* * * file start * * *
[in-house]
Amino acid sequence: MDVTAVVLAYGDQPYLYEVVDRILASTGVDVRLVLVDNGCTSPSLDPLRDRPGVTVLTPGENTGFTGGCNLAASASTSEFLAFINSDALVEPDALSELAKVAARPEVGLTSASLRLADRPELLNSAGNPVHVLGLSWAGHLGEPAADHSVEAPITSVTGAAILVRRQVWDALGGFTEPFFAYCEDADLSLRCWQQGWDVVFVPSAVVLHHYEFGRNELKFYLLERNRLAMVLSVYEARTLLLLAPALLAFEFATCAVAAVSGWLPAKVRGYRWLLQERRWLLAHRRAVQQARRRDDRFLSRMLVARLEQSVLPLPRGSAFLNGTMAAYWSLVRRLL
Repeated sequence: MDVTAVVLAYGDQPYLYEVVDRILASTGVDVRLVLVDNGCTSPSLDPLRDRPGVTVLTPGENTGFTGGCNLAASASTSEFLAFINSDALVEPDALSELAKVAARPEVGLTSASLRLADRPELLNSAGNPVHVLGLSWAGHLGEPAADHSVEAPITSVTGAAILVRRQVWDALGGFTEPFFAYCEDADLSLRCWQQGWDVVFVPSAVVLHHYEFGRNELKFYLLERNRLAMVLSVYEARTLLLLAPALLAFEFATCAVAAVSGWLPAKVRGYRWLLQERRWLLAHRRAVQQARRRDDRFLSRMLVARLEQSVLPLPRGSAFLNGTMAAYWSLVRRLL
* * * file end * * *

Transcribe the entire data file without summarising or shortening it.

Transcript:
[in-house]
Amino acid sequence: MDVTAVVLAYGDQPYLYEVVDRILASTGVDVRLVLVDNGCTSPSLDPLRDRPGVTVLTPGENTGFTGGCNLAASASTSEFLAFINSDALVEPDALSELAKVAARPEVGLTSASLRLADRPELLNSAGNPVHVLGLSWAGHLGEPAADHSVEAPITSVTGAAILVRRQVWDALGGFTEPFFAYCEDADLSLRCWQQGWDVVFVPSAVVLHHYEFGRNELKFYLLERNRLAMVLSVYEARTLLLLAPALLAFEFATCAVAAVSGWLPAKVRGYRWLLQERRWLLAHRRAVQQARRRDDRFLSRMLVARLEQSVLPLPRGSAFLNGTMAAYWSLVRRLL
Repeated sequence: MDVTAVVLAYGDQPYLYEVVDRILASTGVDVRLVLVDNGCTSPSLDPLRDRPGVTVLTPGENTGFTGGCNLAASASTSEFLAFINSDALVEPDALSELAKVAARPEVGLTSASLRLADRPELLNSAGNPVHVLGLSWAGHLGEPAADHSVEAPITSVTGAAILVRRQVWDALGGFTEPFFAYCEDADLSLRCWQQGWDVVFVPSAVVLHHYEFGRNELKFYLLERNRLAMVLSVYEARTLLLLAPALLAFEFATCAVAAVSGWLPAKVRGYRWLLQERRWLLAHRRAVQQARRRDDRFLSRMLVARLEQSVLPLPRGSAFLNGTMAAYWSLVRRLL